Since Spring 2016, Facebook users have had the option to broadcast live videos to their friends and followers. Live videos are expected to be more personal, candid, and off-the-cuff, so they’re a great option for when you want to add some personality to your Facebook page. Not to mention, they’re pretty darn effective. Live videos tend to receive 10x better engagement than pre-recorded video. They make watching a stream into an event. It’s a “you had to be there”-type experience. Viewers have the option to leave comments and reactions that appear on-screen in real-time, further adding to the social experience that is Facebook Live.
However, while there are certainly many benefits to livestreaming, it’s not always practical. Maybe you’re not available at the optimal times that you’d want to stream. Or maybe you’re just afraid of saying something dumb in front of a live audience.
The good news is that you don’t really need go live to use Facebook Live. Confused? Don’t be.
In this article, we’re breaking down two options that let you stream pre-recorded videos to Facebook Live.
Option #1: Costs Some Coin, but Simple to Use
Cloud-based services like LiveReacting and OneStream allow you to upload your pre-recorded videos and schedule them to be posted at a later time to your streaming destination of choice, including Facebook Live. With this option, you can schedule your recordings to stream whenever you want them to, allowing you to create a bunch of content at the time that works for you, then release it according to your content schedule.
These services are designed to be used specifically for this purpose, which means that they’re user-friendly and you’ll have a support team at your disposal if something does go wrong.
Pricing for one of these services starts around $10 per month, and you get the piece of mind knowing that your stream will go off without a hitch.
Option #2: Free, but Requires More Legwork
Now, there is a second option for the more tech-savvy among us who’d rather put in a bit of extra effort to avoid the monthly subscription fees.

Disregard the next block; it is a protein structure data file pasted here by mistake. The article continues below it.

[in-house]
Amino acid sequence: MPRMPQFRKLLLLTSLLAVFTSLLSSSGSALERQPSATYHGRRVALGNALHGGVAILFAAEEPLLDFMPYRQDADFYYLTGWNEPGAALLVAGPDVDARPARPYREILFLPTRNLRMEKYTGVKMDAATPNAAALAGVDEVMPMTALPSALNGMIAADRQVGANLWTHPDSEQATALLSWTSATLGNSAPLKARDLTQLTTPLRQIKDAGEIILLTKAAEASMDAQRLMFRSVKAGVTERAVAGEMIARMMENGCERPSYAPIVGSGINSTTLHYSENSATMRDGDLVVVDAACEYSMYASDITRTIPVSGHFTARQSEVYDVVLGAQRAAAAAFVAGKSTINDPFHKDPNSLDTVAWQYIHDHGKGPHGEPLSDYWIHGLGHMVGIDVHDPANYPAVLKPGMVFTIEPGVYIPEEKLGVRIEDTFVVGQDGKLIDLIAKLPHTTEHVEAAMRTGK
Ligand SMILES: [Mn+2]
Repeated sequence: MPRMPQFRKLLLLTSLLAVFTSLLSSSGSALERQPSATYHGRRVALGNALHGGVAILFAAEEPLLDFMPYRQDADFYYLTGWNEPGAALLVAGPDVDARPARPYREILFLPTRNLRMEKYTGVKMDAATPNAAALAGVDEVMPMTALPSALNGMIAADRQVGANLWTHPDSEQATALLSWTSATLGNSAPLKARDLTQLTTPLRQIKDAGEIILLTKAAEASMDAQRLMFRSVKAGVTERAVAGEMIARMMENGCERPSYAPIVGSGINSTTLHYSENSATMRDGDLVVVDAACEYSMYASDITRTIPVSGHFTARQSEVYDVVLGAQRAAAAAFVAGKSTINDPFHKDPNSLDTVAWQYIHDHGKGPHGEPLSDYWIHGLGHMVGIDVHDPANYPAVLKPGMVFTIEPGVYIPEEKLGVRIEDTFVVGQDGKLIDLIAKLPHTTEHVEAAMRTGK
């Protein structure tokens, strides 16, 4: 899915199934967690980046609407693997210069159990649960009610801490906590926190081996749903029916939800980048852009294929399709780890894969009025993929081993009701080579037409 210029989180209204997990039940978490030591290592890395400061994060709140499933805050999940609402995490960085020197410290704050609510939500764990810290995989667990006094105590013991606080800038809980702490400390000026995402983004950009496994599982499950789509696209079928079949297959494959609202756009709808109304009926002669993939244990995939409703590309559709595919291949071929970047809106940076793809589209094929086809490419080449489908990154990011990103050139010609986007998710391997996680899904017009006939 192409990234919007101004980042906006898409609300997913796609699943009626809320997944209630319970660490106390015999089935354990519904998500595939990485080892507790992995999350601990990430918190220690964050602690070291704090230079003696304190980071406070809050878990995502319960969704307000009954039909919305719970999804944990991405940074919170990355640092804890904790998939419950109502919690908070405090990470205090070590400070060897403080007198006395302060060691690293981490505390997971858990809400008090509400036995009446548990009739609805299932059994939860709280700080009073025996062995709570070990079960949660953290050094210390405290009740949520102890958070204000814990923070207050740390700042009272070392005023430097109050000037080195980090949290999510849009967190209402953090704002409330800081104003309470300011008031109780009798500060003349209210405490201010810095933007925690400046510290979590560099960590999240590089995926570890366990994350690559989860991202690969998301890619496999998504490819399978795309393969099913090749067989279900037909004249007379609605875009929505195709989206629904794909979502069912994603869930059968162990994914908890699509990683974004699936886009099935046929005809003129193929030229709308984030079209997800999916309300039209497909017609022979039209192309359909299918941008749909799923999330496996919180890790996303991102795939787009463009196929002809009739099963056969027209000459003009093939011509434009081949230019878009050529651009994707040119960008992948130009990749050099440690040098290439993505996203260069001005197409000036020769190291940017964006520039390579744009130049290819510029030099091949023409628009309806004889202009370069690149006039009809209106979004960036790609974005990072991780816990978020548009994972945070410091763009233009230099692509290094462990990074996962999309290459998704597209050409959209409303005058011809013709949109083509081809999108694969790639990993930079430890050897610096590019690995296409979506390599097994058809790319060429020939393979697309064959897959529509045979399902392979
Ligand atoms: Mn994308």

This method uses an open source platform called OBS (Open Broadcaster Software) to pre-record and stream video. Let’s go through the steps:
1. First, we’re going to need your streaming code from Facebook. This will allow us to host your pre-recorded video through OBS. Find and copy your streaming code by going to your FB page and clicking Publishing Tools > Video Library > +Live. Your stream key will expire after 24 hours, and it can be used for only one streaming session. You’ll need a new key for each new session.
2. Click on Preview to bring up the “Create Live Video” screen, and keep this tab open. We’ll need it when we’re ready to go live.
3. Now, it’s time to download and open OBS Studio.
4. Go to File>Settings>Stream.
5. Select Facebook Live as the Service.
6. Here’s where we’ll use that stream key you copied in step 1. Paste it into the stream key field. Save your changes, and exit the settings menu.
7. Now, we’ll select some pre-recorded video and create a playlist. A playlist can be comprised of one or more videos, but for our purposes, we’ll stick to one video since we want it to look organic and unedited. Find the Sources field at the bottom of your screen, click the + icon, and click Media Source.
8. A small dialog box will appear. Here, you can name your media source and click Okay.
9. Next, a larger dialog box will pop up. Here, you can browse local files and select a pre-recorded video to use for your livestream.
10. Once you’re back on the main window, you should see your video preview.
11. Make sure to mute the Mic/Aux. Otherwise, your Facebook viewers will be able to hear audio from your microphone.
12. Click on Start Streaming.
13. Go to your Facebook window (which should still be open), click to make sure your video preview is displayed in the window, and click Go Live to broadcast your video.
14. When the video ends, you’ll need to manually end the Facebook Live stream at the same time. If you fail to do so, your video will continue on a loop until the stream is ended.
There is much more room for error if you decide to go this route, and you’ll have to do a lot of the work manually. You can’t just set it and forget it like you can with option #1. However, if you’re looking for a way to broadcast some old video content or just want to avoid the unpredictability of live recording, this method gets the job done.
As with most other social media initiatives, streaming live is all about consistency. Maybe you’ll only get a handful of viewers on your first stream (or your second, or your third…), but if you stick with it, you will see results. Using pre-recorded videos can help you stay consistent and keep the quality of your content high so that more and more viewers will tune in over time. It’s just one more strategy that can help you stay ahead of the game.